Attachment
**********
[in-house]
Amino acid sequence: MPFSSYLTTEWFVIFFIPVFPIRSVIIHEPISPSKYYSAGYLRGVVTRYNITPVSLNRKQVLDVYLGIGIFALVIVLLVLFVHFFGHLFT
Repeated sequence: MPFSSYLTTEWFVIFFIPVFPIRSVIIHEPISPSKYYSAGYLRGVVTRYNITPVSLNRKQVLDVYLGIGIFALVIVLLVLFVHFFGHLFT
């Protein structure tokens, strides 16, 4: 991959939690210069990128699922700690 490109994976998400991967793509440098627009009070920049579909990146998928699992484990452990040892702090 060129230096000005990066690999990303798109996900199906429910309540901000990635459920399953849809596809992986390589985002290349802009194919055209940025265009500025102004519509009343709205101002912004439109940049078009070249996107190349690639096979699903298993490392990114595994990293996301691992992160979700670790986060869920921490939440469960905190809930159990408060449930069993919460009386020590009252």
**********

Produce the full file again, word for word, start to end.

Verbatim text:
[in-house]
Amino acid sequence: MPFSSYLTTEWFVIFFIPVFPIRSVIIHEPISPSKYYSAGYLRGVVTRYNITPVSLNRKQVLDVYLGIGIFALVIVLLVLFVHFFGHLFT
Repeated sequence: MPFSSYLTTEWFVIFFIPVFPIRSVIIHEPISPSKYYSAGYLRGVVTRYNITPVSLNRKQVLDVYLGIGIFALVIVLLVLFVHFFGHLFT
């Protein structure tokens, strides 16, 4: 991959939690210069990128699922700690 490109994976998400991967793509440098627009009070920049579909990146998928699992484990452990040892702090 060129230096000005990066690999990303798109996900199906429910309540901000990635459920399953849809596809992986390589985002290349802009194919055209940025265009500025102004519509009343709205101002912004439109940049078009070249996107190349690639096979699903298993490392990114595994990293996301691992992160979700670790986060869920921490939440469960905190809930159990408060449930069993919460009386020590009252």